LamarMatic’s Throwback: Chris Gatling (Career Mix)

LamarMatic October 27, 2011 3

Chris Gatling is one of my favorite basketball players of all-time, so here’s probably my largest project ever. I’m not really a mixmaker, I prefer making simple montages about particular games, however I just had to go through with this idea for a mix. What I’ve always liked about mixes is simply good footage and music (a la Yinka Dare), so I tried my best to do the same here. The mix is split in two parts, so if you get bored watching the Warriors part - 4:26 starts off his career as a journeyman. Anyway…

I consider Chris Gatling to be one of the most underrated players, one of the best bench players and one of the most hard-working players of the 90s. I’ve never understood why he was never appreciated by his head coaches and seems to be forgotten nowadays. Maybe it’s simply bad luck, because he never got his break. To start off, Chris might have even never played professional basketball. At the age of 18, Gatling nearly had the game taken away from him. A junior at high school who was already being recruited by Division I schools, he was stretching to wipe the windshield of a van owned by his father’s office-maintenance company when he slipped and struck his head on the pavement. He spent 2 weeks in a coma. Though he would bounce back quickly enough to be named the state’s Player of the Year as a senior, over the next four years at Pitt and at Old Dominion, he would continue to experience headaches, disorientation and problems with coordination. In the summer of 1989, he had a second operation, which included the implantation of a linoleum and steel-mesh plate. Since then he has only occasionally suffered from slurred speech. Cliff Robinson definitely came before him, however Gat is one of the pioneers of the head-band. Although many assume Gatling started wearing headbands to cover those scars, he started doing it for fun and it’s supposedly a way to remind himself that he’s happy to be alive.

He started off his career as a valuable bench player for Don Nelson’s Warriors. Gatling relied on his athleticism and helped out the team on court with his energy. His body during the Golden State days reminds me more of a tall small forward, since he could run the floor nicely, block some shots and attack the basket. Although he was extremely efficient (his field goal percentage for a season was never worse than 53,9%), he and Nellie had their differences. I only know for a fact that Nelson wasn’t really happy with the shape Gatling reported in for pre-season during one particular year, yet I can’t find any other explanation for Chris never averaging more than 25 minutes per game (while his stats per 36 minutes where constantly around 18 points and 10 rebounds).

After being traded to Miami (in 1996), The Energizer started a journey through seven other NBA franchises, which is even more ridiculous. Chris was already approaching his 30′s and he had added a number of deadly post moves (a reliable hook shot and a move that reminds me of Dirk Nowitzki’s signature step-back (check out 7:48)) and had worked on the range of his jump-shot. It’s easy to notice how he has turned into a crafty power forward in the second half of his career. By averaging 19 points and 8 rebounds (only playing 27 (!!!) minutes per game, being 9th in field goal percentage, scoring less points per minute only than Michael Jordan) during the 96-97 season with the Dallas Mavericks, Gatling made the all-star team. The only player to ever put up 19/8 in 27 minutes was Harry Gallatin in the 50s. With this statline Gatling became the only bench player to lead his team in points and rebounds in the history of the league (I don’t know whether Gallatin was a starter or a 6th man, they might share this honor). But what did the Mavs do? Trade him to New Jersey during mid-season. It seems like every NBA coach knew how good Chris was, every NBA commentator (I’ve heard this from Chick Hearn, Johnny “Red” Kerr, per example) was baffled about Gatling being traded so often, yet it still happened. That’s pretty much the sad part of his career. He never got to settle down with a team that he likes. In my opinion, he could have been an important role player for a championship team. I know that he called out Pat Riley for this particular reason. Pat had promised him a place in Miami for several years, only to trade him months later. After being traded by Dallas, The Gat Man never trusted a GM again and even didn’t bother to buy a house and stayed in hotels.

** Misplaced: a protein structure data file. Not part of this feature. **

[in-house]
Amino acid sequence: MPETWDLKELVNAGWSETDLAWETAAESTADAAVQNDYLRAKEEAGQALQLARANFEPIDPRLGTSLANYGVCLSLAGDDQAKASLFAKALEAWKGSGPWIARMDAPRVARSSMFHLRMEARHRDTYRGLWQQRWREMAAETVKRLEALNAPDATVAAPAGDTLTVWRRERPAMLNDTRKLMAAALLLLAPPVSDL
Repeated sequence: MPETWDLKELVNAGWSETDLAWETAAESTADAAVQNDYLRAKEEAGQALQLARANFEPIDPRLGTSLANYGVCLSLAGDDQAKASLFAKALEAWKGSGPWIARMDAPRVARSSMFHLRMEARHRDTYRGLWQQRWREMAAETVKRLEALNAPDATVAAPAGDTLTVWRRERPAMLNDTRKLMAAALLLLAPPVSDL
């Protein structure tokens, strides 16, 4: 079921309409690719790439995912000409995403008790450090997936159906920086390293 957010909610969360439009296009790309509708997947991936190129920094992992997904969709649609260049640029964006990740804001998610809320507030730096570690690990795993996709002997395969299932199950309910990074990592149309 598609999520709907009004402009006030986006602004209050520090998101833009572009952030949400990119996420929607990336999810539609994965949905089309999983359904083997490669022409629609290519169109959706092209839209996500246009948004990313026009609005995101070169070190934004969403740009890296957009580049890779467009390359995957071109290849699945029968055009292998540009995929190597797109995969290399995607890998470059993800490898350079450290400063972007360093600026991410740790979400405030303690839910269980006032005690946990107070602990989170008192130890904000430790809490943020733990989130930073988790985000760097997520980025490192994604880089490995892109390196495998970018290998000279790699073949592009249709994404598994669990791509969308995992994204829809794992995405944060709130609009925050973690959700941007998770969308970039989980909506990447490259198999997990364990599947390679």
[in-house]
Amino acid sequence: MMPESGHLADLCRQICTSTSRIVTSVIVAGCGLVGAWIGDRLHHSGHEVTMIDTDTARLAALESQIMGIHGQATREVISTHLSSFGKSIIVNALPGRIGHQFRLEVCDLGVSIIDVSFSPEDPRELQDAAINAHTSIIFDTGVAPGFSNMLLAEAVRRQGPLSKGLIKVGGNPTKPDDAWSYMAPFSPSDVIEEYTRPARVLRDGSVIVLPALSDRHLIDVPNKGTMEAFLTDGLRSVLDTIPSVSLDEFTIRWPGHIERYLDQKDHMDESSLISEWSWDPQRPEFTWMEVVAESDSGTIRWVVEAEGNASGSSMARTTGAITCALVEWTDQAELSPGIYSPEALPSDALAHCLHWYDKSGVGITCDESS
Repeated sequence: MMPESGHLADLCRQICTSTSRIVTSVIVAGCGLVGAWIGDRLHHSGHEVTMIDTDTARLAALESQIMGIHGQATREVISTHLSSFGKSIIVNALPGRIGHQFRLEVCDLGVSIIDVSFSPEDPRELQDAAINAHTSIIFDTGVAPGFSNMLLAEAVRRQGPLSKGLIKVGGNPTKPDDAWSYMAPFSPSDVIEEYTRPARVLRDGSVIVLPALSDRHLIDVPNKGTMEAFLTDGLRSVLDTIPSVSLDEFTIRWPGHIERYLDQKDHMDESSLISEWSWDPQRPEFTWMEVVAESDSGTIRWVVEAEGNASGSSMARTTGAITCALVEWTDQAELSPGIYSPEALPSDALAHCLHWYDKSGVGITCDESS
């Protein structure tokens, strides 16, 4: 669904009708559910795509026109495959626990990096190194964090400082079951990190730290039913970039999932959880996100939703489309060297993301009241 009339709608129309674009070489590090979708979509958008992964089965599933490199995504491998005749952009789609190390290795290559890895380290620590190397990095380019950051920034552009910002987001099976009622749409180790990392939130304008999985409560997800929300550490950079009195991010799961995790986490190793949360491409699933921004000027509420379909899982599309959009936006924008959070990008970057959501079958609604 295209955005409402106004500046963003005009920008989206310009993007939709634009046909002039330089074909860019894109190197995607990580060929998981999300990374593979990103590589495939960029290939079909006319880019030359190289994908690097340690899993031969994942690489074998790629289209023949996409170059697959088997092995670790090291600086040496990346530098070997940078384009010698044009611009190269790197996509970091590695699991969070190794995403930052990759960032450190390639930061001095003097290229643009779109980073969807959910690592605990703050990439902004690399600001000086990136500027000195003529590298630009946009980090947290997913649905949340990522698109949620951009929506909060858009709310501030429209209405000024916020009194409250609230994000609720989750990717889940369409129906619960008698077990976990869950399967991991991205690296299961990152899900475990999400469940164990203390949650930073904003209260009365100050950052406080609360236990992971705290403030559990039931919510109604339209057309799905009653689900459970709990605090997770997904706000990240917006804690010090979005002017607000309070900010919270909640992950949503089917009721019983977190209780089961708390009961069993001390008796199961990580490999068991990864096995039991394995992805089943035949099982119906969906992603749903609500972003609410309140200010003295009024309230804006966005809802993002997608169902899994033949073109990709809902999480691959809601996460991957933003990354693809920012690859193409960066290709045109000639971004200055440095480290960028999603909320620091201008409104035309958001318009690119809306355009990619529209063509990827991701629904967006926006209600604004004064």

It’s also sad to see that he doesn’t seem to be doing very well after his career. There is a ridiculous amount of bad rumours about him on the web, he supposedly has betrayed his children, doesn’t pay child support and is constantly on the run. I remember somebody saying that he was last seen as a bartender in Phoenix. I honestly don’t know whether you can believe this, but I remember finding (I guess it still has to be around) an entry in a blog about Gatling and about ten of his ex-girlfriends appeared to drop a comment that he’s a scam artist and a very bad person. These negative references about Chris seem to be all over internet, so I don’t really know if you can believe it.

Anyway, best of luck to Chris where ever he is. No matter what, he was one heck of a player.



  1. Clarence Gaines October 28, 2011 at 7:57 am - Reply

    Gat could ball; but I doubt you have this famous Gatling clip on the highlight pack -

  2. Clarence Gaines October 28, 2011 at 8:03 am - Reply

    When a guy gets traded that many times in the NBA that can play, which Gat could, personality issues are definitely a part of the equation.

    • LamarMatic October 29, 2011 at 8:56 am - Reply

      I had to leave that clip out for obvious reasons, ha ha. Yes, I know, most likely he had some.

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